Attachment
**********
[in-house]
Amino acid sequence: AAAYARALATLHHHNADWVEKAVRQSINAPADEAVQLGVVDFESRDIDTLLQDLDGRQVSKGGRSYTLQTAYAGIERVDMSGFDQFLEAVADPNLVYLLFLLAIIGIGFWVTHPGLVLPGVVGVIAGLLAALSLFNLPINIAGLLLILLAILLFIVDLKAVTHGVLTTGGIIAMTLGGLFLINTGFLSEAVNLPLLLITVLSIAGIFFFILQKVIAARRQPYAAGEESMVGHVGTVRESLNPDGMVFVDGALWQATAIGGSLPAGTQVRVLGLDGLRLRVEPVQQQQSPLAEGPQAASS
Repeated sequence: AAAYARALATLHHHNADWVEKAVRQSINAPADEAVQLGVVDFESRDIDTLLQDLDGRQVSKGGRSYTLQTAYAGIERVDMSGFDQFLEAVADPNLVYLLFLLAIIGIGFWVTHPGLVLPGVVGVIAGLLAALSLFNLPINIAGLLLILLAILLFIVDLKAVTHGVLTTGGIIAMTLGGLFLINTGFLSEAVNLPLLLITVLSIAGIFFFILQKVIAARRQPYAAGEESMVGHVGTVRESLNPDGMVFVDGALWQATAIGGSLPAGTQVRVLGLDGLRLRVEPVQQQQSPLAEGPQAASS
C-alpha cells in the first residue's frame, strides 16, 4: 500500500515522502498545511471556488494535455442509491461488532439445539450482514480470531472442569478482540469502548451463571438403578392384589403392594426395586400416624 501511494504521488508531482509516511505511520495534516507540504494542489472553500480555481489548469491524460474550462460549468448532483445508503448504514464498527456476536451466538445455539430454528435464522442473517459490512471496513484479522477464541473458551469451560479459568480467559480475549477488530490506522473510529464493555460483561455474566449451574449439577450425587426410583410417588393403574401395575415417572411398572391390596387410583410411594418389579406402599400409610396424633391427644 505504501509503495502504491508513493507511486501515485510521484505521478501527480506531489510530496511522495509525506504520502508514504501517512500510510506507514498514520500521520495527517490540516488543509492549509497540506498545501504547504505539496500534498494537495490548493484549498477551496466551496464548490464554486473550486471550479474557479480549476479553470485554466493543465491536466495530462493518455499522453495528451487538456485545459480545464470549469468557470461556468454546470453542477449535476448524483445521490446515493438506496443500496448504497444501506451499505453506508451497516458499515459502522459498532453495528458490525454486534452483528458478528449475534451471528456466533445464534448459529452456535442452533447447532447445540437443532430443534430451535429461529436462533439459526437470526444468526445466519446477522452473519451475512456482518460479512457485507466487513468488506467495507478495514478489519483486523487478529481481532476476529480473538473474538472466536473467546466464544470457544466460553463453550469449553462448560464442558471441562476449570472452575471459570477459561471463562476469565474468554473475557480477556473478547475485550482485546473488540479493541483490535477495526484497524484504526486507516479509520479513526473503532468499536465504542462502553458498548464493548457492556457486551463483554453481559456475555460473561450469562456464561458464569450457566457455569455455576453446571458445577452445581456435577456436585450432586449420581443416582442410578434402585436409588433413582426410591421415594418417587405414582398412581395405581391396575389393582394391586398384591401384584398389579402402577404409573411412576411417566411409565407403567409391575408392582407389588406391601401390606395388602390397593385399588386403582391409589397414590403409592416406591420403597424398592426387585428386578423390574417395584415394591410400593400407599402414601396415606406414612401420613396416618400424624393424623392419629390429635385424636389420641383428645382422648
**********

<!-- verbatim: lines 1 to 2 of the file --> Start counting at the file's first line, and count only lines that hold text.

[in-house]
Amino acid sequence: AAAYARALATLHHHNADWVEKAVRQSINAPADEAVQLGVVDFESRDIDTLLQDLDGRQVSKGGRSYTLQTAYAGIERVDMSGFDQFLEAVADPNLVYLLFLLAIIGIGFWVTHPGLVLPGVVGVIAGLLAALSLFNLPINIAGLLLILLAILLFIVDLKAVTHGVLTTGGIIAMTLGGLFLINTGFLSEAVNLPLLLITVLSIAGIFFFILQKVIAARRQPYAAGEESMVGHVGTVRESLNPDGMVFVDGALWQATAIGGSLPAGTQVRVLGLDGLRLRVEPVQQQQSPLAEGPQAASS